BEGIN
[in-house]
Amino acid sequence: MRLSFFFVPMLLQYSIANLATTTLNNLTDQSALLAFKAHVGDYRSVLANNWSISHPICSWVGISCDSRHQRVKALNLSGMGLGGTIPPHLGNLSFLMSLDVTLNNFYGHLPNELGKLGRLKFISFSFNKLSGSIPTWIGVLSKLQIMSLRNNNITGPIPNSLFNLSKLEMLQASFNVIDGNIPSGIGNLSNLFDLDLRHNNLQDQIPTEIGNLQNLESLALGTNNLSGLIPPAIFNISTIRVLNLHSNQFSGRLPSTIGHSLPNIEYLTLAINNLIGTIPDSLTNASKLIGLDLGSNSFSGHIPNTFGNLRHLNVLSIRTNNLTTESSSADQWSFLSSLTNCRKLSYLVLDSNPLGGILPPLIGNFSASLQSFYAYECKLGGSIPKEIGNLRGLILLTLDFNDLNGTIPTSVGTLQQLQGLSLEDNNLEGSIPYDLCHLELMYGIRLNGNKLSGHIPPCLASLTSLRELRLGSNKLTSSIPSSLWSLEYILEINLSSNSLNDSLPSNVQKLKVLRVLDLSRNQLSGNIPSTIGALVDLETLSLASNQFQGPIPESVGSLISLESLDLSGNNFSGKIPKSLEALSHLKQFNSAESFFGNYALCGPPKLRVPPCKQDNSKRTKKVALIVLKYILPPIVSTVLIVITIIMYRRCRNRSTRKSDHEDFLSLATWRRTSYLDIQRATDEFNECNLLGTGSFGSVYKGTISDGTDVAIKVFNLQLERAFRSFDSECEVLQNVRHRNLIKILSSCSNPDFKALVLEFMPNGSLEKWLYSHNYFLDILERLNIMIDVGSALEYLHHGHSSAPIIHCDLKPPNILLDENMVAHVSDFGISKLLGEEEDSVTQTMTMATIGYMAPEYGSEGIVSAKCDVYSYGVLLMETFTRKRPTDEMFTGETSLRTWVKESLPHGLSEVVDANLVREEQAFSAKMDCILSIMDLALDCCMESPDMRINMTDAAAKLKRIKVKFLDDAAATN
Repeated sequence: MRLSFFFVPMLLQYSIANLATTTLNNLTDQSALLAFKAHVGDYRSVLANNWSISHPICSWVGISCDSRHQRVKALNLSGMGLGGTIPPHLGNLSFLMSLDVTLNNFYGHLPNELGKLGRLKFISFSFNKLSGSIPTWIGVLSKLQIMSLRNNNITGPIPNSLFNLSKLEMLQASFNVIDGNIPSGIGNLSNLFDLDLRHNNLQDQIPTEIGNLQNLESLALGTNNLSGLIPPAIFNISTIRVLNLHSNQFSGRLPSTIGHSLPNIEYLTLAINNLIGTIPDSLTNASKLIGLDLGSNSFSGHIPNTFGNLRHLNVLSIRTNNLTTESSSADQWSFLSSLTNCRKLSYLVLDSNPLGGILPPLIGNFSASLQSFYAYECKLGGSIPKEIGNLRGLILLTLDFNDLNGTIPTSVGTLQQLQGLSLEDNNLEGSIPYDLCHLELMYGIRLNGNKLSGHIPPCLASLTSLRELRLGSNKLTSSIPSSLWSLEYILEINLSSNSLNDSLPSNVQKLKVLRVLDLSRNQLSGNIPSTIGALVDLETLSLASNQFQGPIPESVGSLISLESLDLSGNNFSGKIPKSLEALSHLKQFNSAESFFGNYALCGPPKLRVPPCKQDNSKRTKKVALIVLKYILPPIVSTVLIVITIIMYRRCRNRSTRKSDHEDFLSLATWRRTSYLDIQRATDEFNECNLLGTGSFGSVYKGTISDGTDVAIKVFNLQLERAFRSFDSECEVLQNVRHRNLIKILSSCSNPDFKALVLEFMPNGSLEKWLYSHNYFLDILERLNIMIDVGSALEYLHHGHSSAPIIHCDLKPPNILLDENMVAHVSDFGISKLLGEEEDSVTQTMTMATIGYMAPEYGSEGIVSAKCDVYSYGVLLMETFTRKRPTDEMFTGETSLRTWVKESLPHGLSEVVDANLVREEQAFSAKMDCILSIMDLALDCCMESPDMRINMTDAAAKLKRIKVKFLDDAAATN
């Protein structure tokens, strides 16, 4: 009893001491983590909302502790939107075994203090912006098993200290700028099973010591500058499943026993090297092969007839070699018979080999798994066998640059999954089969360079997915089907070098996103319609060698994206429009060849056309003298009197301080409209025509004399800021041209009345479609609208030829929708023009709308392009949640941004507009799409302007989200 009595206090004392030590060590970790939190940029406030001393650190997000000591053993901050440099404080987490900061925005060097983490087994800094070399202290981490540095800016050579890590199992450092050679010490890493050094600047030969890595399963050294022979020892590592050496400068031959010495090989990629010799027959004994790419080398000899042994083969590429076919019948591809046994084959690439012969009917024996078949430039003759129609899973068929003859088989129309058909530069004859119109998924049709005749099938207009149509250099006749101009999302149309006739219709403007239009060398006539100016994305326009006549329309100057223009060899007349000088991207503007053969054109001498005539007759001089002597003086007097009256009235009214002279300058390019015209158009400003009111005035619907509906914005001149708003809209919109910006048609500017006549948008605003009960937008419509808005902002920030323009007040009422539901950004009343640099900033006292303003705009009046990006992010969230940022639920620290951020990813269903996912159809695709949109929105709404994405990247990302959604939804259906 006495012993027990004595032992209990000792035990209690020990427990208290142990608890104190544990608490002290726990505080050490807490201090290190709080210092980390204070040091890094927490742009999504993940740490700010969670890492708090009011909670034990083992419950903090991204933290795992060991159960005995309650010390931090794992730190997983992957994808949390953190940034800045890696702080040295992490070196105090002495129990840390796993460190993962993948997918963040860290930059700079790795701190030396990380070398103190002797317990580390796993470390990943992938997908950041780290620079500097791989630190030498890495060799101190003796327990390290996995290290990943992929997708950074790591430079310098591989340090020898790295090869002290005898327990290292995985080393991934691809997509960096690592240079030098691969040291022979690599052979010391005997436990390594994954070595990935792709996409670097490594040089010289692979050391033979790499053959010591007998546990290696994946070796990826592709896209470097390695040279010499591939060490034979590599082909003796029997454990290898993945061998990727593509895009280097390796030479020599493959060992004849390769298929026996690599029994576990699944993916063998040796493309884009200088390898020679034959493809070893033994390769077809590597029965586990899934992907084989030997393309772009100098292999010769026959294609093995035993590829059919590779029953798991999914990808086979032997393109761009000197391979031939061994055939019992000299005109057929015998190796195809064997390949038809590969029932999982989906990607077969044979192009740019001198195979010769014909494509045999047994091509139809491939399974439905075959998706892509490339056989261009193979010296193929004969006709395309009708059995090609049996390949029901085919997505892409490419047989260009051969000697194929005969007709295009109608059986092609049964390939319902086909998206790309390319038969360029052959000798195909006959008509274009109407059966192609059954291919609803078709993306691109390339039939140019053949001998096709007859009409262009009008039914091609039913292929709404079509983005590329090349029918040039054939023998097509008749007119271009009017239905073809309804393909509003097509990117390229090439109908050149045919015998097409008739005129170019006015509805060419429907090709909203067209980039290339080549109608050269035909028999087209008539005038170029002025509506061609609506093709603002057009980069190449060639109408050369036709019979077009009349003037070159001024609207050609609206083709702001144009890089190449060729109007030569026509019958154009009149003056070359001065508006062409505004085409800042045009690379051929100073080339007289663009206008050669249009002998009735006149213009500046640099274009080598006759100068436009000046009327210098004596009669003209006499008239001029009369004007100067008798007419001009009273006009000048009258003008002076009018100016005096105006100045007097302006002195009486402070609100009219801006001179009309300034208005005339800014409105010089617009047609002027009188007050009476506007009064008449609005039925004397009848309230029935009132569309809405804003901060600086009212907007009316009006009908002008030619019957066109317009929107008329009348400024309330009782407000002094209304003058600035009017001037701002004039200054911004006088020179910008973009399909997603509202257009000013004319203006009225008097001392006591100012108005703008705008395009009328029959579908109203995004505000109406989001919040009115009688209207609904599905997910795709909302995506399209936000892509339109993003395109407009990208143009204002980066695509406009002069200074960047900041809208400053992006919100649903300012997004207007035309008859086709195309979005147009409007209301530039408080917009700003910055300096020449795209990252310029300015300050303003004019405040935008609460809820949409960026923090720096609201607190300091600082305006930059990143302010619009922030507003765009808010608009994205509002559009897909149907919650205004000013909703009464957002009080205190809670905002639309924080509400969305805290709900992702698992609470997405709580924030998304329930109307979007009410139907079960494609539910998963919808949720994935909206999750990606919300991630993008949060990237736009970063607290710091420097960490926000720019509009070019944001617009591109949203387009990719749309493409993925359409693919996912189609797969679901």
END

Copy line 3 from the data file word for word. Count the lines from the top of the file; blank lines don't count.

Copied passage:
Repeated sequence: MRLSFFFVPMLLQYSIANLATTTLNNLTDQSALLAFKAHVGDYRSVLANNWSISHPICSWVGISCDSRHQRVKALNLSGMGLGGTIPPHLGNLSFLMSLDVTLNNFYGHLPNELGKLGRLKFISFSFNKLSGSIPTWIGVLSKLQIMSLRNNNITGPIPNSLFNLSKLEMLQASFNVIDGNIPSGIGNLSNLFDLDLRHNNLQDQIPTEIGNLQNLESLALGTNNLSGLIPPAIFNISTIRVLNLHSNQFSGRLPSTIGHSLPNIEYLTLAINNLIGTIPDSLTNASKLIGLDLGSNSFSGHIPNTFGNLRHLNVLSIRTNNLTTESSSADQWSFLSSLTNCRKLSYLVLDSNPLGGILPPLIGNFSASLQSFYAYECKLGGSIPKEIGNLRGLILLTLDFNDLNGTIPTSVGTLQQLQGLSLEDNNLEGSIPYDLCHLELMYGIRLNGNKLSGHIPPCLASLTSLRELRLGSNKLTSSIPSSLWSLEYILEINLSSNSLNDSLPSNVQKLKVLRVLDLSRNQLSGNIPSTIGALVDLETLSLASNQFQGPIPESVGSLISLESLDLSGNNFSGKIPKSLEALSHLKQFNSAESFFGNYALCGPPKLRVPPCKQDNSKRTKKVALIVLKYILPPIVSTVLIVITIIMYRRCRNRSTRKSDHEDFLSLATWRRTSYLDIQRATDEFNECNLLGTGSFGSVYKGTISDGTDVAIKVFNLQLERAFRSFDSECEVLQNVRHRNLIKILSSCSNPDFKALVLEFMPNGSLEKWLYSHNYFLDILERLNIMIDVGSALEYLHHGHSSAPIIHCDLKPPNILLDENMVAHVSDFGISKLLGEEEDSVTQTMTMATIGYMAPEYGSEGIVSAKCDVYSYGVLLMETFTRKRPTDEMFTGETSLRTWVKESLPHGLSEVVDANLVREEQAFSAKMDCILSIMDLALDCCMESPDMRINMTDAAAKLKRIKVKFLDDAAATN